I haven’t blogged in about a week. The reason is that I’m diligently working on wrapping up Jake Lasater’s first novel. I have a handful of chapters to go, a full-on edit and then a typo edit, with some peer-review mixed in for good measure.
However, as folks in my writing group last night went about giving me feedback on the opening chapters, an interesting discussion came up regarding the importance of emotional conflict as a key facet of contemporary genre and mainstream fiction. By the way, I detest the delineation between mainstream and genre, but c’est la vie.
Anyway, it was pointed out that Jake seems to be lacking in what is commonly referred to as foibles and/or weaknesses in an emotional sense. While this bears out to be untrue as the rest of the novel unfolds, the point is no less valid. Characters should have some sort of inner turmoil, conflict or conundrum in order to further engage a wider readership.
Keep in mind that I grew up reading characters like Retief At Large, Bolo, Jhereg, Starwolf, The Stainless Steel Rat, and quite a few others where such tumultuous emotional circumstances were few and far between. They were action-packed novels with heroes (and heroines to some extent) that knew how to chew bubble-gum and kick ass.
I have to admit that my protagonists do have a certain penchant for ass-kickery, and I don’t leave too many openings for mayhem against their persons except for one glaring example. Their friends. Don’t get me wrong, they all have vulnerabilities and can be defeated, like any good hero should. What I’m talking about is a mental stability and dedication to purpose that makes such inner turmoil a difficult thing to engender, from their personal perspectives, anyway.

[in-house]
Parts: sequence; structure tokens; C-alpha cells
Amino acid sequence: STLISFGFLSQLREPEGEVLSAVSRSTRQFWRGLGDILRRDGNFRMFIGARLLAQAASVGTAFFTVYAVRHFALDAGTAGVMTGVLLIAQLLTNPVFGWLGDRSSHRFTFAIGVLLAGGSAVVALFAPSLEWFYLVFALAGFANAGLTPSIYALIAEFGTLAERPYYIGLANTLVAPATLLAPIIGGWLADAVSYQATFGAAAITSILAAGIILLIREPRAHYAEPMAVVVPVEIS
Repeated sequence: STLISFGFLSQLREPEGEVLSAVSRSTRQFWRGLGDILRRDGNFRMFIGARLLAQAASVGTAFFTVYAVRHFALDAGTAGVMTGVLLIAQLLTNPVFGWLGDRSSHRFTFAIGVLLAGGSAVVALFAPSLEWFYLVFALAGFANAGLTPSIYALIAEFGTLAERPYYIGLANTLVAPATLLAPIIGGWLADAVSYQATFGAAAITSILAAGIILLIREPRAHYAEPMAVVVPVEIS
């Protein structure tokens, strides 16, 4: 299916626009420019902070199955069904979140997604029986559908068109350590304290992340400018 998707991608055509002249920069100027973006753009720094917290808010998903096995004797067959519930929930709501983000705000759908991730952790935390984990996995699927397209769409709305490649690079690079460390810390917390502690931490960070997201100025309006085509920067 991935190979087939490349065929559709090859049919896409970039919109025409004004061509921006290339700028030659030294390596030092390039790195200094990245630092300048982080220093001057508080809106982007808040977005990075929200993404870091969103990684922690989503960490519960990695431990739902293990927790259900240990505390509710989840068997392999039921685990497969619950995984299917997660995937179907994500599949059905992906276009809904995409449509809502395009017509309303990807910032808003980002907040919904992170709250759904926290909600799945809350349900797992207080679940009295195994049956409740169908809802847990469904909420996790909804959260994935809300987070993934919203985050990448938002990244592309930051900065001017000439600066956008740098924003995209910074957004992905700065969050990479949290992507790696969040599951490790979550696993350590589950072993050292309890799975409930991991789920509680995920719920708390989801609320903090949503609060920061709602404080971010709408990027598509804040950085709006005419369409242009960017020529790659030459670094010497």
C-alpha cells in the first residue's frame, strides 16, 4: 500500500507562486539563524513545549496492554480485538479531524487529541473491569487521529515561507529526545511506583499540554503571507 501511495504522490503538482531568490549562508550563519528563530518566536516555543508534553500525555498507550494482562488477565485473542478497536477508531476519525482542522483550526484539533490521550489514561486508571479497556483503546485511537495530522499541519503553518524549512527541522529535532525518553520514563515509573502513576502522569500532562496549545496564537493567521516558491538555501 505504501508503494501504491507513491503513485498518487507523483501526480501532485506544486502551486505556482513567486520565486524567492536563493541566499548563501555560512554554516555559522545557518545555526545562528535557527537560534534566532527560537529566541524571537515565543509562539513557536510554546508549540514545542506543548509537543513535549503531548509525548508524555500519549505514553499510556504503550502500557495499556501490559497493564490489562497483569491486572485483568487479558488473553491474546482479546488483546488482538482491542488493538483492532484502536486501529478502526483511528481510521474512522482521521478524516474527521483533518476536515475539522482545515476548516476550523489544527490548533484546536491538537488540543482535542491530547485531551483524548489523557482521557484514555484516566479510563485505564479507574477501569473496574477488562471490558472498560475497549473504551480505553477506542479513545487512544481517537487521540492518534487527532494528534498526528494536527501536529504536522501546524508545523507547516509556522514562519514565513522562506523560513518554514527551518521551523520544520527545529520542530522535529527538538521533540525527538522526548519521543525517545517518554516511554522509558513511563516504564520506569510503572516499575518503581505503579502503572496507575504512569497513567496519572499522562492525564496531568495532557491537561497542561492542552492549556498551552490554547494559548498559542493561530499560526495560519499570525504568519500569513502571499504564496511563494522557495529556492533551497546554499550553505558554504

Last night’s discussion did get me to thinking, though, and the take-away was that I do need to expand some of the emotional conflict within the text. To meet the expectations of my pre-readers, it means that I have to add a few sentences here and there at key points within the storyline, all in the name of achieving a heightened level of emotional conflict. It won’t take much, but their point was exceptionally valid. The comment was made that, “… we like characters who are perfect, but we love characters who are flawed.”
In this context, the term “flawed” applies to soft spots in the underbelly of a protagonist’s armor. I can only agree whole-heartedly with what I believe to be an axiom, and it did get me to thinking more deeply about how I go about revising the manuscript.
One good example mentioned was how the overall novel-conflict is introduced. Jake receives a telegram from a beautiful, female Chinese tinker in San Fran with whom he has an abbreviated but conjugal relationship. The request is simple: deliver a package from San Fran to Denver. However, the last time he was in San Fran, the Chinese Tong tried to assassinate him. For Jake there is neither conflict nor question in his motivation. A lady needs his help, and he has no fear of death. Ergo, he goes.
Jake’s character does not allow for any sense of personal, internal conflict or emotional response. It simply wouldn’t suit him. In the current version I simply have a sentence or two where Jake tells a delivery boy that when a lady needs help, you help. Jake’s partner Cole is understandably incredulous at any notion of returning to San Fran, but that part is sorely abbreviated.
What is required is for Jake to have a conversation with Cole about the rationale. Cole’s character will provide some of the emotional conflict while Jake remains steadfast and true to the notion of fearless and dutiful.
There will be other places throughout the novel where I will enhance these sorts of situations, and my whole point here is to recommend that writers consider and implement these sorts of emotionally-charged situations within their writing.
Contemporary fiction begs for it, and in doing so you will not only make your work that much more marketable, you will be expanding your readership from just those who dig action-fic to a wider audience that also appreciates a deeper emotional involvement in characters and their stories.